For a Bollywood thriller, the story of (the original) Don is quite intriguing. Farhan Akhtar’s Don is shot completely in Malaysia and looks great. Playing the panache of Don is easy work for SRK. Boman Irani plays his role effortlessly, surprising the viewer with his twist. Priyanka Chopra and Isha Koppikar are mostly wasted in their roles. Don features songs from the original movie in addition to some new ones. The only song that really hooked me was Aaj Ki Raat, which I had loved on the soundtrack of Slumdog Millionaire. This one is a real earworm! Don has everything going for it, but fails miserably in its length and pace. 3 hours is too long for a 2006 Bollywood movie and the lethargic pace adds to the torture. If Farhan can edit this down to a tight 2 hour movie, Don will be an entertaining watch.

Steve Jobs

If I close my eyes and picture Steve Jobs, it is always him wearing a black turtleneck, doing a reality distorting pitch to unveil a revolutionary new Apple product. But, who is Jobs really? How does he create such exquisite products? How does he manage time and get things done? How is he as family, boss and a human being? It is for such questions that I was interested in his biography. The biography of Steve Jobs is written by Walter Isaacson and was released soon after his demise. I picked up the book after learning that the ultra-secretive Jobs had done a tell-all in the book and it would be balanced in covering both his great and not-so-great traits.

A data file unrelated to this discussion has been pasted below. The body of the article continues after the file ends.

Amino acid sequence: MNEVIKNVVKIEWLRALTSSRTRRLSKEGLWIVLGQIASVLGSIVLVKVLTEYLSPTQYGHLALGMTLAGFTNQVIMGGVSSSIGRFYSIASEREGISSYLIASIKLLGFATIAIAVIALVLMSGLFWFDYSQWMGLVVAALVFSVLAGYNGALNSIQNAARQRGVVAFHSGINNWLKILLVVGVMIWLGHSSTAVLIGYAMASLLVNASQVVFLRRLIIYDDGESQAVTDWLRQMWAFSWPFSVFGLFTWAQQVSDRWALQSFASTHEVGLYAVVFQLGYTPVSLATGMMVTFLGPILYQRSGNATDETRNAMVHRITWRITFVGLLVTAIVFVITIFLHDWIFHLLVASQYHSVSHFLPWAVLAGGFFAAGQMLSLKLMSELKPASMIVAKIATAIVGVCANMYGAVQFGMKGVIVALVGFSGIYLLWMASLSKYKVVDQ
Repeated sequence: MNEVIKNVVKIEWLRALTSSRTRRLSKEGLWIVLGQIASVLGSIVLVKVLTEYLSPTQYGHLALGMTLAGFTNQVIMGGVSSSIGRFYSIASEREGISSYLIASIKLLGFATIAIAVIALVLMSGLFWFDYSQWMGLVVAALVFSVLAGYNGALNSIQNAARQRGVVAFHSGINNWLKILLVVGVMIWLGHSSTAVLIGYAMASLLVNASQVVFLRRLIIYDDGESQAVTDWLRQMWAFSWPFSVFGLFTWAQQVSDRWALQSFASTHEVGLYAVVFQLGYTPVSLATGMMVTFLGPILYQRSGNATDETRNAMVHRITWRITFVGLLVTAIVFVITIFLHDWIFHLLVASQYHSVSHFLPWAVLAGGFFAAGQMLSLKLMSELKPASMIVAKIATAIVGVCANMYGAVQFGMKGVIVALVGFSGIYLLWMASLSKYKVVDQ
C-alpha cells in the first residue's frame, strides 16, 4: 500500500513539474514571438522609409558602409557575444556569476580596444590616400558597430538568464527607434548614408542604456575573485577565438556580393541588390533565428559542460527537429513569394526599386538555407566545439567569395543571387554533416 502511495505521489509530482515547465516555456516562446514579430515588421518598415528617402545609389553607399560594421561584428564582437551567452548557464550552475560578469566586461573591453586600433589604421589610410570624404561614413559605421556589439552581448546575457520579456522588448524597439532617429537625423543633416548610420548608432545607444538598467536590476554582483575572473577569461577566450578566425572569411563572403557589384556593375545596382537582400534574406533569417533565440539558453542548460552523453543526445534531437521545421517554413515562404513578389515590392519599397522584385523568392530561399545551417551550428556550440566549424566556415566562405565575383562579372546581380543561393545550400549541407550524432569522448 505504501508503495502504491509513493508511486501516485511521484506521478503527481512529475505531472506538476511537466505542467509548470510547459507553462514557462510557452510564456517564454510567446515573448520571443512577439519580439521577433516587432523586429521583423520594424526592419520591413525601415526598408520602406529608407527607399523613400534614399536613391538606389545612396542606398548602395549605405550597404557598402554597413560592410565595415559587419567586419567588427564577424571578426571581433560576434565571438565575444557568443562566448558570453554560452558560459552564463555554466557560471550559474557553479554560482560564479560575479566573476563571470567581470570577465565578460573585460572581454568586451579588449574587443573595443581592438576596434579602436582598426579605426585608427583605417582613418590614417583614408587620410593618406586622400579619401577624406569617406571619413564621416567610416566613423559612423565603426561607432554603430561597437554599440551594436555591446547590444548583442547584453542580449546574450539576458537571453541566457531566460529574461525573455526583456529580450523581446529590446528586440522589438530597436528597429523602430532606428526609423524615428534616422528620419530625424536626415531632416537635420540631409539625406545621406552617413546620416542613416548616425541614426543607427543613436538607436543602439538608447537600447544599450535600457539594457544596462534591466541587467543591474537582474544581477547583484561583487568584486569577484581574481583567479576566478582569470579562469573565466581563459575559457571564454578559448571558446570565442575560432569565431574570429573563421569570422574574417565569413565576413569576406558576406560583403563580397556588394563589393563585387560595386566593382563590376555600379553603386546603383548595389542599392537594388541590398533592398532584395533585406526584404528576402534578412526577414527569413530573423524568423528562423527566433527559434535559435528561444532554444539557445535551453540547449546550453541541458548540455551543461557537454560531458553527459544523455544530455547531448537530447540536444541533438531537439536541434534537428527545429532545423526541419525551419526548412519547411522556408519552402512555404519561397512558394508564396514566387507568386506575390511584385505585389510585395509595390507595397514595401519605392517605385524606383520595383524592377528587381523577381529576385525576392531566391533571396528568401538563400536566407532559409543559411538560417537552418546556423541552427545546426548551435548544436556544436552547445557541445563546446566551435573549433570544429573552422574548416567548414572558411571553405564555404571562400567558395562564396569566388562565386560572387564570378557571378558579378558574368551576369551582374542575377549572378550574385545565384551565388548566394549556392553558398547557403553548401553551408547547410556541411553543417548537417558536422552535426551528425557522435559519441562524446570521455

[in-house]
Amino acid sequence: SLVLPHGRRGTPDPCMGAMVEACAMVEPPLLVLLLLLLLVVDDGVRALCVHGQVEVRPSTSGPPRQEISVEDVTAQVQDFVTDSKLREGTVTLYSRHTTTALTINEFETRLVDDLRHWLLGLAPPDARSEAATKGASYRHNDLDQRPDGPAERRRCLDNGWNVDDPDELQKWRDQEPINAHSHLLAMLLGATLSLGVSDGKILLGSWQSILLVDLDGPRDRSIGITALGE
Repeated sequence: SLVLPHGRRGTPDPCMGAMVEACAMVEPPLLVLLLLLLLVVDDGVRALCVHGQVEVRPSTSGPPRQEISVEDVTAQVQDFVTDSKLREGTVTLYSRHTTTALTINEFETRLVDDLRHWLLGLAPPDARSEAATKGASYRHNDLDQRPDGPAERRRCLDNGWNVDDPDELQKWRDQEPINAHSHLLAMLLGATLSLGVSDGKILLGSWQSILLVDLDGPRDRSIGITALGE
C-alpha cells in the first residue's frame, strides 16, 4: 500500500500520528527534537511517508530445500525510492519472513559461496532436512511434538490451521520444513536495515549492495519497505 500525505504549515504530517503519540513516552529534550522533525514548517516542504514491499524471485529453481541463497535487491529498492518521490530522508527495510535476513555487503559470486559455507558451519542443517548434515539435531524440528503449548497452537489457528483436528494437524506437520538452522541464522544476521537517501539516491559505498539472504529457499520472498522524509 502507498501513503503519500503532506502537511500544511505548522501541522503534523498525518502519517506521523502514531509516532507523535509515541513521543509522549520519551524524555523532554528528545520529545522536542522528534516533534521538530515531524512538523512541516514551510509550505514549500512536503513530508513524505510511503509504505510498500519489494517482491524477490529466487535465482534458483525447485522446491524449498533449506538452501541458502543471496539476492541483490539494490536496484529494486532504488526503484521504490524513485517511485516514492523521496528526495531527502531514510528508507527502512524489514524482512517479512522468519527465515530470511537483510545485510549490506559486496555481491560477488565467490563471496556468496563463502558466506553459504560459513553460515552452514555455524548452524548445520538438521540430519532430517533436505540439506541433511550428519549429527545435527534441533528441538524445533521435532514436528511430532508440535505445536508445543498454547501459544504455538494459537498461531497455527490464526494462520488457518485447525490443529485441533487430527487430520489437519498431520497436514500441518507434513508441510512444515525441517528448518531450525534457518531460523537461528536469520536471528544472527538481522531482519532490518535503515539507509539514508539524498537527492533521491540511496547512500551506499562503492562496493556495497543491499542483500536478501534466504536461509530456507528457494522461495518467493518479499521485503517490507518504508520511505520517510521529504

Jobs was a genius and visionary. If not for him, the world of computers, software and gadgets would be much less beautiful or useful. With the Apple II, the iPod and the iPhone, he created products which had been envisioned before, but had not been created with such detail and simplicity. He had an unwavering focus on how his products looked, felt and were experienced. Everything had to be just right: the shape, color, texture and weight. At Apple he created a culture where design drove engineering. He was a pathfinder, understanding what users wanted without having to rely on user studies, but instead on his legendary intuition and taste.

Despite having created some of the most popular digital products ever, Jobs used old-world habits and tools for his creation. He regularly took long walks to think and to talk about ideas. He used sketchbooks all his life to write, draw and thrash out ideas. In his team meetings, he insisted on using whiteboards to formulate and simplify thoughts. He believed that sparks and ideas were formed when random interactions happened between people and he built workplaces that encouraged this. He delivered products on time by resolving issues by meeting or calling people immediately, instead of email.